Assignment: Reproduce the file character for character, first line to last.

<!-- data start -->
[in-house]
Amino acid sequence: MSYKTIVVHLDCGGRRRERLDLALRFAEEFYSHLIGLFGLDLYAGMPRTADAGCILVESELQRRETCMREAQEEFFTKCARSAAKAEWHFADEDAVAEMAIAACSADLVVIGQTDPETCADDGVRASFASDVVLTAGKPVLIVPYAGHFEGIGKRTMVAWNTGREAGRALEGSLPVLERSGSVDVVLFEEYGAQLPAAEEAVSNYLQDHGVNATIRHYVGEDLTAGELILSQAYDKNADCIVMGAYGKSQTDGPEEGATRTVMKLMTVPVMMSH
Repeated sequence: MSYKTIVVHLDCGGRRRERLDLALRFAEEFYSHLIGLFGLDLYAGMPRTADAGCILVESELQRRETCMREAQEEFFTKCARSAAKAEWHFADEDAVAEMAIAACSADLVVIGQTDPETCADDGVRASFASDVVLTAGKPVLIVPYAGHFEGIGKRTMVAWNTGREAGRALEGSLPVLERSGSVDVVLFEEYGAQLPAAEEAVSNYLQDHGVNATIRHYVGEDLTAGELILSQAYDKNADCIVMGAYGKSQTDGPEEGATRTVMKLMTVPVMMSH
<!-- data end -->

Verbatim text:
[in-house]
Amino acid sequence: MSYKTIVVHLDCGGRRRERLDLALRFAEEFYSHLIGLFGLDLYAGMPRTADAGCILVESELQRRETCMREAQEEFFTKCARSAAKAEWHFADEDAVAEMAIAACSADLVVIGQTDPETCADDGVRASFASDVVLTAGKPVLIVPYAGHFEGIGKRTMVAWNTGREAGRALEGSLPVLERSGSVDVVLFEEYGAQLPAAEEAVSNYLQDHGVNATIRHYVGEDLTAGELILSQAYDKNADCIVMGAYGKSQTDGPEEGATRTVMKLMTVPVMMSH
Repeated sequence: MSYKTIVVHLDCGGRRRERLDLALRFAEEFYSHLIGLFGLDLYAGMPRTADAGCILVESELQRRETCMREAQEEFFTKCARSAAKAEWHFADEDAVAEMAIAACSADLVVIGQTDPETCADDGVRASFASDVVLTAGKPVLIVPYAGHFEGIGKRTMVAWNTGREAGRALEGSLPVLERSGSVDVVLFEEYGAQLPAAEEAVSNYLQDHGVNATIRHYVGEDLTAGELILSQAYDKNADCIVMGAYGKSQTDGPEEGATRTVMKLMTVPVMMSH